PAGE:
Rational Thinking and Stress Management in Health Workers: A Psychoeducational Program

Talma Kushnir, Ruth Malkinson, Joseph Ribak

Research output: Contribution to journalArticlepeer-review

20 Scopus citations


The paper describes the rationale and contents of a graduate-level practicum on stress management. The course objective is consistent with the current call for improved training in psychological issues in medical education. Participants were 39 occupational health practitioners (physicians, industrial hygienists, nurses, and physiotherapists) in the Tel-Aviv University Medical School graduate program in occupational health. Twenty-five students in the same program who did not participate in the practicum were included as comparison subjects. The course was based on a cognitive-behavioral model (Rational-Emotive Behavior Training) developed by Ellis. The one-semester practicum aimed to reduce irrational/dysfunctional thinking patterns which are considered to be causal factors in stress etiology. Irrationality was significantly reduced by the end of the course and perceived psychosocial professional efficacy was increased. The improvements in such personal anti-stress resources may benefit health workers and clients alike. It is recommended to include such courses to the professional training of all health care practitioners.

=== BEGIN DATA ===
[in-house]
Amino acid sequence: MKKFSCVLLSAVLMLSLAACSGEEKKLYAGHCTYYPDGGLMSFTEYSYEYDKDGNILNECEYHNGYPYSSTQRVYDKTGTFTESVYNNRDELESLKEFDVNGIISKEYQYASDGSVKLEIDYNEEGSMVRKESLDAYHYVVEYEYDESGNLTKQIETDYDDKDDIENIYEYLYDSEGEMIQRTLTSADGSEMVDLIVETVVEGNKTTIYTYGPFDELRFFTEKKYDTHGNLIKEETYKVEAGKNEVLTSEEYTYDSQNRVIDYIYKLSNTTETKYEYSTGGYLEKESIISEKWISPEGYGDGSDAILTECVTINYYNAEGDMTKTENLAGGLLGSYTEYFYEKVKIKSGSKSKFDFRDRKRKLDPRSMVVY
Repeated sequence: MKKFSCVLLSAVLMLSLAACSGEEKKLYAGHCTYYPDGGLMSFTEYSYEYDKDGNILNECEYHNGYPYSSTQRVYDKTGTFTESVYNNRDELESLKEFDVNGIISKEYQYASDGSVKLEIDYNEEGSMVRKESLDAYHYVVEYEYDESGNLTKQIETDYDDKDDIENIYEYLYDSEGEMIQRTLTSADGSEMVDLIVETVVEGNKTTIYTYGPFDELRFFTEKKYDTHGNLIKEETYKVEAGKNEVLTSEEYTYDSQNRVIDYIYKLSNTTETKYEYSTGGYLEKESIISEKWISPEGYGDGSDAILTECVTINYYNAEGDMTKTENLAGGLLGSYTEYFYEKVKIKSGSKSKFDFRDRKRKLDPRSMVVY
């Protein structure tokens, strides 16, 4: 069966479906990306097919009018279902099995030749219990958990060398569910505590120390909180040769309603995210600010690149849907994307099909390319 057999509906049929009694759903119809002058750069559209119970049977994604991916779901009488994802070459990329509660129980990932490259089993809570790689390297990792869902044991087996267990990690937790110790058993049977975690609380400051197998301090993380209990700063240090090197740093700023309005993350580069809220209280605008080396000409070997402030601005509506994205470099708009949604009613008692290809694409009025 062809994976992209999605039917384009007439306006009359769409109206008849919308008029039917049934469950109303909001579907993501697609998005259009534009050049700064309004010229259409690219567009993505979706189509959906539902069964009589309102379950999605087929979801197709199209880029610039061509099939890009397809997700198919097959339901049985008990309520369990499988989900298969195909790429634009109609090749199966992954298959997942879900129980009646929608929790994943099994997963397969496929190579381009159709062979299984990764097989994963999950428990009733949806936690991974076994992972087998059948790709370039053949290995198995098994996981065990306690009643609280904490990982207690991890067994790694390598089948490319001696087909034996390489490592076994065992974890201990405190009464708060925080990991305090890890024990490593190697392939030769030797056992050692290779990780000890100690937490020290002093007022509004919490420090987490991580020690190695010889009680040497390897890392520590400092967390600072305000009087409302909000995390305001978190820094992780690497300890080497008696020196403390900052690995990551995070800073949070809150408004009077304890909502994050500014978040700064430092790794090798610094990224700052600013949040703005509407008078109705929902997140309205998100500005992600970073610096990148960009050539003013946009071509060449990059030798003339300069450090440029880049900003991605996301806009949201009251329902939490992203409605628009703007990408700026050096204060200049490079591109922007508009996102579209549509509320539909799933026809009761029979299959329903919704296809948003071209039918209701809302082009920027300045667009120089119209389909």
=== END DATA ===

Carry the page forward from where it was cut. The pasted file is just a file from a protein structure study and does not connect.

Original languageEnglish
Pages (from-to)169-178
Number of pages10
JournalInternational Journal of Stress Management
Issue number3
StatePublished - 1 Jan 1998
Externally publishedYes


  • Burnout
  • Irrational beliefs
  • Occupational health workers
  • Stress management

ASJC Scopus subject areas

  • Education
  • General Business, Management and Accounting
  • Applied Psychology
  • General Psychology


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